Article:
Posted by Craig Borlase on 28 January 2015

Anyone who reads the Bible cover to cover knows that there are certain themes which return again and again. In fact, anyone who’s vaguely human in any way knows that most of the time the mistakes we make are not brand new ones that we’ve never encountered before. Most of our slip-ups, let-downs and failures are depressingly familiar.

Remember the parable that Jesus told about the land owner who wanted to collect rent from his tenants? For many of us it perfectly illustrates the old habits that we find hard to break.

Jesus shared the story after the triumphal entry into Jerusalem, and used it as a response to those who were questioning his authority. To his audience, the vineyard was a familiar metaphor for Israel, and the caring, careful owner we see at the start has all the hallmarks of God.

Yet the tenants, like Israel and one or two others throughout history, struggle to get a handle on where their responsibilities and power ends and the owner’s takes over. They forget who’s boss, and the results are not pretty.

So much of their behaviour is familiar to us today. The tenants act like they are the owners. They are defensive, aggressive, strategic, blind to the authority of the messengers and they refused to give even a sample, not the whole. Their stance appears to be ‘this is ours, we don’t owe anyone anything.’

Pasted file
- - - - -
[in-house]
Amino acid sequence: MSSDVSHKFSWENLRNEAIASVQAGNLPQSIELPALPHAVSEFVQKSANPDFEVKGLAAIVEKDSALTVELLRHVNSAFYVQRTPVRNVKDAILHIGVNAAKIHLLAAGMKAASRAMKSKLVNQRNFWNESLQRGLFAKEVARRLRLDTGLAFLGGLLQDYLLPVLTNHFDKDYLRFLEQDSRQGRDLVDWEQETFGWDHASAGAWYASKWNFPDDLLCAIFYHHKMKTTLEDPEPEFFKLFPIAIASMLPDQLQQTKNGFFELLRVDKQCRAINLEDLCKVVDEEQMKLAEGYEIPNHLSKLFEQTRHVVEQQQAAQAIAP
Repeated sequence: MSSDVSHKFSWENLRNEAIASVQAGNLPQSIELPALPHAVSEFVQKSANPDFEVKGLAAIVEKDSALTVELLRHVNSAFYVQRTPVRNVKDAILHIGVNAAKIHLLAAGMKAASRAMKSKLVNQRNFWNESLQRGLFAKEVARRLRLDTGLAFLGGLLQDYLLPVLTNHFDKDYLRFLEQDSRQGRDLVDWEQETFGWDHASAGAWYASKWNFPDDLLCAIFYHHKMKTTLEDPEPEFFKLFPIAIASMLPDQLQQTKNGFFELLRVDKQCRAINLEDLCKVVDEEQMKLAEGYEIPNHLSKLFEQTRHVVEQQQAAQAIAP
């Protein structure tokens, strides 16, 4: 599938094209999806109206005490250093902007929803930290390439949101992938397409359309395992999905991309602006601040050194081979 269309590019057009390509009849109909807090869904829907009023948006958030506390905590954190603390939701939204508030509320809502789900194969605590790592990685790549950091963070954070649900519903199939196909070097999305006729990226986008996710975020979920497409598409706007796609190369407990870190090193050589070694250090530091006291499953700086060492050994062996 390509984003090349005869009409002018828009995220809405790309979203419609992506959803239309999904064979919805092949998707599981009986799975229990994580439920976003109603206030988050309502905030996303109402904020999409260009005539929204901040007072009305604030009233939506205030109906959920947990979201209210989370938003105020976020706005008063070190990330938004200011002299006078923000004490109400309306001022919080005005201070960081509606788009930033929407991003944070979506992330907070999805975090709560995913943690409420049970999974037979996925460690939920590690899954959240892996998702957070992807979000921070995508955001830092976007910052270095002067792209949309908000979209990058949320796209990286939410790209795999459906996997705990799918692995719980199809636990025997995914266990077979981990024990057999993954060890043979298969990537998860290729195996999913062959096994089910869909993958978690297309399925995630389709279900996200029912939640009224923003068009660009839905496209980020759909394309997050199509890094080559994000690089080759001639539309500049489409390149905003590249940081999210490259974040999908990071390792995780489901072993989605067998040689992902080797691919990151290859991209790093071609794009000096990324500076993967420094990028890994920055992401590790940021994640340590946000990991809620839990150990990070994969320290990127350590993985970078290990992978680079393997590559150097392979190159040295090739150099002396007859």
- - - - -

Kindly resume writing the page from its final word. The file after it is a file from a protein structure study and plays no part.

Their desire to put themselves - their wishes, their agendas, their appetites - at the centre of the story world is as much our Achilles heel as theirs. We construct so many parts of our lives - our finance, our career, our relationships, our parenting, our church roles, our gifts - around the pursuit of our own desires. Instead of discovering the true freedom that comes in serving the perfect master - the one who constructs the perfect vineyard in which we can live - we exist in our own limited kingdoms, fearful of change, resentful of authority.

From this comes all manner of problems.

This is not a post about worship leading. This is a post about being human. Like every other human being that ever has and ever will live on this planet we are prone to messing up, to falling short, to sinning.

So the question is this: how well do you know your Achilles heel?

Or perhaps it’s this: are there messengers or messages that we are ignoring?

Or this: what are we holding on to that we really don't own?

Or maybe the challenge is just this: Jesus’ parable provoked the pharisees enough to kill. It touched the rawest of nerves. What does it do to us? How do we react to it? If it leaves us cold, are we really ok with that?

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